To begin the story at the beginning, read "Part 1: Post 1: Beginning Again," published in January, 2013. To consult a description of the campus, read "Part 1: Post 14: The Greening of Campus," published in March, 2013.

Sunday, June 15, 2014

Year 2: Third Interlude

Hello, from 2014, again,

Dropping down to just one post a week was the right thing to do, though it still feels strange. It's not like I spent a lot of time writing that second post every week, only an hour or two, usually, but those two hours have really made a difference. I feel busy still, but saner.

You know, thinking about being busy, everyone I know from grad school is horribly busy (or unemployed, or both). I think we all got busy in order to get our homework done on time in school or something, and we haven't gotten around to getting un-busy. Like,we're just waiting for there to be less to do. But that's never going to happen. We could be horribly busy for the rest of our lives, if we let ourselves be.

And most of us probably will, I think. It's seductive, busy-ness. There are a lot of things you don't have to think about, when you're busy. And you get to feel so bizarrely virtuous about it. I think, sometimes, of the words of one of the prayers Charlie used to say, I think he got it from AA, asking God to relieve me of the bondage of self that I might better do thy will. And I wonder if that's what some of my friends are doing, giving their wills and their lives over to their careers...I wonder if that's what I'm doing.

Right now, I'm writing this outside in my flower garden with my daughter asleep on my lap and every few minutes I can hear the hummingbirds buzz behind us to get to my columbine patch. Life is good. Life is very good. I don't want to ever be too busy to do this.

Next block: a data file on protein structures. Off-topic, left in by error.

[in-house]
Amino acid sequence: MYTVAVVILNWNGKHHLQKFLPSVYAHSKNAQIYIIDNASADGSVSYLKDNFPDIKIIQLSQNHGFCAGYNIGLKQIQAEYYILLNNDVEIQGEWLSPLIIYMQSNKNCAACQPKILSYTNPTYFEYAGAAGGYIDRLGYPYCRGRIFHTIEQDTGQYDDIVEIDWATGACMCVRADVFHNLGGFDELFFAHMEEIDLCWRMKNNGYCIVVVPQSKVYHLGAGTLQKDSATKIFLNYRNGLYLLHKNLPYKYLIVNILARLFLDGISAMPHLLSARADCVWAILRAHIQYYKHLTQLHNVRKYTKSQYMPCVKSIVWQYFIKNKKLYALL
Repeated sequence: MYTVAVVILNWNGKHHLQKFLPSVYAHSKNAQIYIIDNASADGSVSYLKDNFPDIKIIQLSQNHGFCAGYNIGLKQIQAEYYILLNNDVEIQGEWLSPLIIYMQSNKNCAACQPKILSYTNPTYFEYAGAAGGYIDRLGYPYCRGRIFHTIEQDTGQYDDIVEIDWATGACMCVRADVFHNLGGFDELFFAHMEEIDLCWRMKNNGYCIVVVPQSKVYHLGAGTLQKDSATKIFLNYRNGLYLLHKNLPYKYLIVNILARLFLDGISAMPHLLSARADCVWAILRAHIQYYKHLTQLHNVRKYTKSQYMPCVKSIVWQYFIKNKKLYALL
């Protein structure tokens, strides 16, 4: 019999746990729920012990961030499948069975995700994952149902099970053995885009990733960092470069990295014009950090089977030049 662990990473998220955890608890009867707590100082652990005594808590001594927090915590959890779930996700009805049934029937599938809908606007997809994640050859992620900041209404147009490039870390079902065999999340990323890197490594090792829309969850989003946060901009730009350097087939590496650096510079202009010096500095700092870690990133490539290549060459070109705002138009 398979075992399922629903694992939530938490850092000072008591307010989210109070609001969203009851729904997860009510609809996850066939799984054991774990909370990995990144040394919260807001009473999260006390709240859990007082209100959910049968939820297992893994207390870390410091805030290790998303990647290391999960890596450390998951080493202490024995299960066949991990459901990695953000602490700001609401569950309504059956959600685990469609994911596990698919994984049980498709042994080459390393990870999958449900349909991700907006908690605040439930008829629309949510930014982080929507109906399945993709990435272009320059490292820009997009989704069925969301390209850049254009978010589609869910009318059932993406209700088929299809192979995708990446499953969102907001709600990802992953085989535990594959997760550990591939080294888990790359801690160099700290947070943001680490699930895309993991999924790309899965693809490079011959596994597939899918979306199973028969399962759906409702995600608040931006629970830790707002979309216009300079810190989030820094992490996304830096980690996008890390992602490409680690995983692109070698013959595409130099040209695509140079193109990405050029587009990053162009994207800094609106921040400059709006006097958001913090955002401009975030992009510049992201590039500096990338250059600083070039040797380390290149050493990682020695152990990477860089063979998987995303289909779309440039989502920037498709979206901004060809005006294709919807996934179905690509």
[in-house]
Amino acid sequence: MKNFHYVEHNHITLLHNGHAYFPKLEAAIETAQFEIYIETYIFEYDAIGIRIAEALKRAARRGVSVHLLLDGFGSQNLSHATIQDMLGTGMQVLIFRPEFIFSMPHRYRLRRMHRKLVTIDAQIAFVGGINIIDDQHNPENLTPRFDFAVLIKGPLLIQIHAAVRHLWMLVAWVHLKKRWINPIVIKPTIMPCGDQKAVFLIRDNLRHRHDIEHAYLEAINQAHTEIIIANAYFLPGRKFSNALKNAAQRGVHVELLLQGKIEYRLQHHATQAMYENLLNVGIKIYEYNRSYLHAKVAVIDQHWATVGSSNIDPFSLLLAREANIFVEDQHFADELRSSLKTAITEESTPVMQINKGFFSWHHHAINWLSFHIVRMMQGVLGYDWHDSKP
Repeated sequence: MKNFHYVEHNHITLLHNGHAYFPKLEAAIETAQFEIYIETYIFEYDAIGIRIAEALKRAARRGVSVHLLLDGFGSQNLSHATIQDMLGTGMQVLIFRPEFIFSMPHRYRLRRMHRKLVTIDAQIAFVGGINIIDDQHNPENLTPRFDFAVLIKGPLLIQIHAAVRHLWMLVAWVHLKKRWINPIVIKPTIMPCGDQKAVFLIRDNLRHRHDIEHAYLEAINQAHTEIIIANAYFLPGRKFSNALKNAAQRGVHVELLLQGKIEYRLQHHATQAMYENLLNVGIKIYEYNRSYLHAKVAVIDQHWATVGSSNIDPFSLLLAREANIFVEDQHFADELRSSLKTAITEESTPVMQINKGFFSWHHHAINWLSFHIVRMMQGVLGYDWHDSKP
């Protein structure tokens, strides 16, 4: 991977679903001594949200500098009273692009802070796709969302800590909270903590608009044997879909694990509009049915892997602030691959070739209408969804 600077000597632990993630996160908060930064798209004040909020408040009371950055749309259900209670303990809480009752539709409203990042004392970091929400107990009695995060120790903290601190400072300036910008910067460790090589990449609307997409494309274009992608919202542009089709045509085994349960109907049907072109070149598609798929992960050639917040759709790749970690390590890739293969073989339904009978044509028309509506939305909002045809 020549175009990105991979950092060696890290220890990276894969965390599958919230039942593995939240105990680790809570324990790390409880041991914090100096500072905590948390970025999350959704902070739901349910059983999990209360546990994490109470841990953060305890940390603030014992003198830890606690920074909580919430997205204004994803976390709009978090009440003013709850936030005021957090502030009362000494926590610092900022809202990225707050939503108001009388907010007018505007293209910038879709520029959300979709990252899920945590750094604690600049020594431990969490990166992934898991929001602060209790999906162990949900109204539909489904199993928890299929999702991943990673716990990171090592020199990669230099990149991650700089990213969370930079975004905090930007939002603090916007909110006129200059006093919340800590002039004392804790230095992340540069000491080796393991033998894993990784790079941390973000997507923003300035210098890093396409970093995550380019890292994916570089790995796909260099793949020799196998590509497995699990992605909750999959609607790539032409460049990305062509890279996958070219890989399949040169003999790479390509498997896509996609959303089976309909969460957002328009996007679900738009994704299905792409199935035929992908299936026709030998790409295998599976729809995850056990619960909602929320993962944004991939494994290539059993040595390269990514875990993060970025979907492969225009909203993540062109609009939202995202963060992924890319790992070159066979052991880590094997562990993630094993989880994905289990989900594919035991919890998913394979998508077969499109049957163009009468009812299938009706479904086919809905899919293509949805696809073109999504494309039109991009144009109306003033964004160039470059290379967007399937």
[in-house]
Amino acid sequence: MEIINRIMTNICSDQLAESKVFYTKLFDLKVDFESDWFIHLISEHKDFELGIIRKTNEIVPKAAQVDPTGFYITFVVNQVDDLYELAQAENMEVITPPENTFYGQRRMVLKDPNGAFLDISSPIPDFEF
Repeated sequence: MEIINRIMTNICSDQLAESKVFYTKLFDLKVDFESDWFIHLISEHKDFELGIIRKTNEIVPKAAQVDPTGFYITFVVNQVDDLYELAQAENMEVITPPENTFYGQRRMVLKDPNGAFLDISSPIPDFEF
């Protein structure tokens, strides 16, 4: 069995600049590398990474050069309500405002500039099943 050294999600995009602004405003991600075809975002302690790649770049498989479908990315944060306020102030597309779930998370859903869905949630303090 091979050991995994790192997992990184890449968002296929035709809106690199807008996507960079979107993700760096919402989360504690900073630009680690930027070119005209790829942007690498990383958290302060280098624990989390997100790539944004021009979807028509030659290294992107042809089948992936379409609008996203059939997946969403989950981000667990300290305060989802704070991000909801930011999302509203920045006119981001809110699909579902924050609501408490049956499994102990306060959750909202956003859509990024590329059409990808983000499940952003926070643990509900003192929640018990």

And when she wakes up she's going to want to explore the garden. She's going to want to ask me the name of every single plant in the garden and then every blade of grass, every leaf, in the yard. Fortunately, I know all the names. Charlie prepared me oddly well to have a sixteen-month-old. And we'll look for salamanders and worms and I'll try to keep her from touching any of them. And then we will have dinner and I will try to feed her even though she's in this phase now where she'd much rather feed me. I don't want to be too busy for any of this, ever.

When I was on campus, at the school, I mean, not grad school, I almost never felt busy, even though I was actually doing a lot more than I am now. Part of it was simply that my life was very structured, so it was easier to move from one task to another. But part of it was that all the things I was doing added up to a whole life. There was both intellectual and athletic activity, there were always friends around when I wanted to hang out, it was just a full life. I was never too busy to do anything I really wanted to do, because I was already doing all the things I really wanted to do. I'm sure the masters did that on purpose, structuring the school so it would be like that.

I used to ask them, sometimes, what a master was, especially when I was working to become one. I asked more than once because I got more than one answer--from each of them. But one of my favorite answers was when Allen told me that "a master is a whole human being."

Am I a whole human now? I certainly have been; I wear the green ring for a reason. But am I one now? I think at this moment, in the garden with the hummingbirds and my daughter, I am. I am thinking about what I'll be in the next moment, though, and the next moment after that, and all the moments after that as she grows up so I can be a whole human being.

It's Father's Day today. Last year I wished my Dad Happy Father's Day and he wished me the same thing and I about fell over. This year I'm more used to me being the Dad. My wife went off somewhere and left me with Carly all day as a Father's Day present, which is, curiously, the same thing that we did on Mother's Day. Everyone had told me that I should give her a day away from the baby, buy her a trip to a salon or a spa or something, so I did that, except my wife isn't exactly the spa or salon type, so I sent her birding. She enjoyed it.

But for Father's Day this is what I wanted. To fallow this little bundle of energy and questions around all day, without interruption or other responsibility, so when a female hummingbird tried to pick a fight with her (that's what hummingbirds do; they're ridiculously aggressive little creatures) I could be there with my daughter to tell her what it's called.

"Hum!" she repeated. "Humba!"

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